SLR - December 2012 - Christie

Surgical Stabilization of Nonplantigrade Charcot Arthropathy of the Midfoot

Reference: Pinzur, M., and Sostak, J. (2007). Surgical Stabilization of Nonplantigrade Charcot Arthropathy of the Midfoot. The American Journal of Orthopedics, 36(7):361-365

Scientific Literature Review

Reviewed by: Nyssa Christie, DPM
Residency Program: University Hospitals Richmond Medical Center

Podiatric Relevance:
Dealing with Charcot neuroarthropathy is a delicate and complicated matter that requires an adequate balance of conservative and sometimes surgical correction. This study develops an algorithm with which to determine those who are surgical candidates and those who are not. 

Methods:
Fifty-one adults (28 male, 23 female) with Charcot arthropathy of the midfoot underwent surgical correction of their deformity. All feet that were surgically corrected were nonplantigrade and were at high risk for ulceration. Every foot was classified as end stage Eichenholtz II or Eichenholtz III.

One of three surgical procedures were performed based on the surgeon's clinical evaluation of the patient's condition. In 18 patients it was decided that a partial tarsectomy and fixation with crossed 7.0 mm screws was appropriate. In 22 patients an additional gastrocnemius-soleus lengthening was performed and midfoot fixation following tarsectomy was with a plate and screws. The remaining 11 patients were higher risk (poor bone stock, ulceration or infection) and an external fixator was elected for fixation.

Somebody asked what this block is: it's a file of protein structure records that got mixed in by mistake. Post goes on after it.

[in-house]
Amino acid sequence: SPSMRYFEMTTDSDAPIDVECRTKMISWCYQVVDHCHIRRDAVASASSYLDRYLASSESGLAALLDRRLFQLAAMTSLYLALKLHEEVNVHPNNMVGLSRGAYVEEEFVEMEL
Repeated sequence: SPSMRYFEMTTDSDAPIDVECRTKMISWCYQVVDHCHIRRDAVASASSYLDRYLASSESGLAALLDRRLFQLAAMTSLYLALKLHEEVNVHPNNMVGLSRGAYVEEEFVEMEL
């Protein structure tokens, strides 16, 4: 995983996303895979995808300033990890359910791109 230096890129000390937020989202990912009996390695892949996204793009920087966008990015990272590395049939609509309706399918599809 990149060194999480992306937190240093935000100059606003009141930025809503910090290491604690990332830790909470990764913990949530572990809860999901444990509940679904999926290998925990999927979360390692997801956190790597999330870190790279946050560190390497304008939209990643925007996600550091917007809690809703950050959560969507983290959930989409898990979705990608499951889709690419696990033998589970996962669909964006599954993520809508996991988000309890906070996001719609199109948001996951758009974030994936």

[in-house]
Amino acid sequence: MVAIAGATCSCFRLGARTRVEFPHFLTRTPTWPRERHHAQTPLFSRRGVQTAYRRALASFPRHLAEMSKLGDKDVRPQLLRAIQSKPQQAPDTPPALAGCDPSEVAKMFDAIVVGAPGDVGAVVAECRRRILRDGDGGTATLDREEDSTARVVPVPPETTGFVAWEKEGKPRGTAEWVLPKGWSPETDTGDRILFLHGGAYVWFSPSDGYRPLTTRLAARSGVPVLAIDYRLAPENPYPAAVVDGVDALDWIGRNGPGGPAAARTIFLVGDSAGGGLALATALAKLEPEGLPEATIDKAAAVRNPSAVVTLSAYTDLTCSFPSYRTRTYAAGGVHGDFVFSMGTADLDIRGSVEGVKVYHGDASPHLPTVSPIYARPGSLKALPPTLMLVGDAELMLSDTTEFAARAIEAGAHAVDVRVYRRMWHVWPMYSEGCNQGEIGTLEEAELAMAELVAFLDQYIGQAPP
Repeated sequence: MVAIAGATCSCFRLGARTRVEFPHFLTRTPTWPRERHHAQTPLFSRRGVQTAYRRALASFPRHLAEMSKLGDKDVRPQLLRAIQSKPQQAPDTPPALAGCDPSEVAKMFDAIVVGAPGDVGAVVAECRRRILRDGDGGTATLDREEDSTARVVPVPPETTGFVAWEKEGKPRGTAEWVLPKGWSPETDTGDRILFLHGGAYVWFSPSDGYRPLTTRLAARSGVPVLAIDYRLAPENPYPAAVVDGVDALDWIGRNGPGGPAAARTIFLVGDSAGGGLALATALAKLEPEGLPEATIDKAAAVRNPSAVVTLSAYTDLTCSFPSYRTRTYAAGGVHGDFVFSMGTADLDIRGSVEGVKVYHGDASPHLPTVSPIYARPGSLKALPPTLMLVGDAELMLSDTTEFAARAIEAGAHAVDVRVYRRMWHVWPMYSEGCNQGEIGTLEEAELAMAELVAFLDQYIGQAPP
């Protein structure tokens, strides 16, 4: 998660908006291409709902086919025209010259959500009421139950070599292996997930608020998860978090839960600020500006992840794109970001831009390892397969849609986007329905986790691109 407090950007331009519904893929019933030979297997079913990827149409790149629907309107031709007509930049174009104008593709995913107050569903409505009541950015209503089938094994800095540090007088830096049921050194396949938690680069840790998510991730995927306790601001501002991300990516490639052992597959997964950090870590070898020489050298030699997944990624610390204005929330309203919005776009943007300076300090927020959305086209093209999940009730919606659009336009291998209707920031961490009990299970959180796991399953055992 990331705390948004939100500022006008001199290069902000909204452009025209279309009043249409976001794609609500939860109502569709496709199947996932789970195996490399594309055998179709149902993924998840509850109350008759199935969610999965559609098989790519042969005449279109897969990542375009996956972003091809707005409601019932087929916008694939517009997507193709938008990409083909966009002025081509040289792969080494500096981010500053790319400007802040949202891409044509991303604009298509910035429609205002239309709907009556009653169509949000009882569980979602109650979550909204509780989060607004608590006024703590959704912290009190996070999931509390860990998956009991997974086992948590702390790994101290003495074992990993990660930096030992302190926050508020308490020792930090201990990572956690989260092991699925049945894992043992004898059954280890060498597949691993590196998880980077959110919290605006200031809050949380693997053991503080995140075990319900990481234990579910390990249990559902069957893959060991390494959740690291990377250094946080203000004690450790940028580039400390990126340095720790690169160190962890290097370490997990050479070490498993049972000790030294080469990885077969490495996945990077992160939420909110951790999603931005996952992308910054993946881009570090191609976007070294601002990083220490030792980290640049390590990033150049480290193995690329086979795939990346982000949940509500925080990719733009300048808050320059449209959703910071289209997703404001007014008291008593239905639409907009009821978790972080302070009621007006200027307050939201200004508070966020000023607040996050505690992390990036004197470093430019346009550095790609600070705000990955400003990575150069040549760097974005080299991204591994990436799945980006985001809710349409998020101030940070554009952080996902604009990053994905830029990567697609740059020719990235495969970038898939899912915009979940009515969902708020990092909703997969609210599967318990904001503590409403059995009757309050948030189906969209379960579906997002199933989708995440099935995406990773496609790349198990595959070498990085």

Results:
At a minimum of one-year follow-up, 44 of the 51 patients had favorable outcomes and were infection- and ulcer-free ambulating with available custom foot orthoses. The talar-first metatarsal angle was also shown to decrease with surgery to 6.4 degrees (mean) compared to 27.6 degrees (mean) preoperatively. Of the remaining seven patients, one patient died to an unrelated cause, three patients underwent amputation due to infection and three additional patients had a good result but wanted to wear a Charcot restraint orthosis.

Conclusions:
Reconstructive surgery should be considered for diabetic patients with Charcot arthropathy who have a non-plantargrade or nonlinear lateral talar-first metatarsal axis in order to greatly improve their quality of life by allowing them to ambulate ulcer-free in custom foot orthosis. In this study desired results were found in 86 percent (44 of 51) of these high risk patients.

Educational Opportunities

Upcoming